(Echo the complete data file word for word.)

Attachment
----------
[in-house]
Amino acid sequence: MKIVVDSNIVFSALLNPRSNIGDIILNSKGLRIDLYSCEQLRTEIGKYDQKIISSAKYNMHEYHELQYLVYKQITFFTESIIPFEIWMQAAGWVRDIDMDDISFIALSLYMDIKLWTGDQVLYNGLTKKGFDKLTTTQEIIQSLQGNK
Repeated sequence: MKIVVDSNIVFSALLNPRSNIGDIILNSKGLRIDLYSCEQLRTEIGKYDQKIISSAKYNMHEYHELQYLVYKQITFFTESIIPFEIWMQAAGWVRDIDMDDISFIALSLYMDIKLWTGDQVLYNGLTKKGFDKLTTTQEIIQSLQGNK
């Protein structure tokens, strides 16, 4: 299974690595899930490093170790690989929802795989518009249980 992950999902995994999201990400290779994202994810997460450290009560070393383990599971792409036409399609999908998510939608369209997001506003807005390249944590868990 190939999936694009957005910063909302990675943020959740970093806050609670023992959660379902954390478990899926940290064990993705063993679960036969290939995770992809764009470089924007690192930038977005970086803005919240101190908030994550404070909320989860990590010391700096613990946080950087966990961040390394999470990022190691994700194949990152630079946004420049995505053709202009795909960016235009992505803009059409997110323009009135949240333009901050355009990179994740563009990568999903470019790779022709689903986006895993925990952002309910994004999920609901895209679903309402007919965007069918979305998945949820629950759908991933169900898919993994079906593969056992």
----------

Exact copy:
[in-house]
Amino acid sequence: MKIVVDSNIVFSALLNPRSNIGDIILNSKGLRIDLYSCEQLRTEIGKYDQKIISSAKYNMHEYHELQYLVYKQITFFTESIIPFEIWMQAAGWVRDIDMDDISFIALSLYMDIKLWTGDQVLYNGLTKKGFDKLTTTQEIIQSLQGNK
Repeated sequence: MKIVVDSNIVFSALLNPRSNIGDIILNSKGLRIDLYSCEQLRTEIGKYDQKIISSAKYNMHEYHELQYLVYKQITFFTESIIPFEIWMQAAGWVRDIDMDDISFIALSLYMDIKLWTGDQVLYNGLTKKGFDKLTTTQEIIQSLQGNK
């Protein structure tokens, strides 16, 4: 299974690595899930490093170790690989929802795989518009249980 992950999902995994999201990400290779994202994810997460450290009560070393383990599971792409036409399609999908998510939608369209997001506003807005390249944590868990 190939999936694009957005910063909302990675943020959740970093806050609670023992959660379902954390478990899926940290064990993705063993679960036969290939995770992809764009470089924007690192930038977005970086803005919240101190908030994550404070909320989860990590010391700096613990946080950087966990961040390394999470990022190691994700194949990152630079946004420049995505053709202009795909960016235009992505803009059409997110323009009135949240333009901050355009990179994740563009990568999903470019790779022709689903986006895993925990952002309910994004999920609901895209679903309402007919965007069918979305998945949820629950759908991933169900898919993994079906593969056992």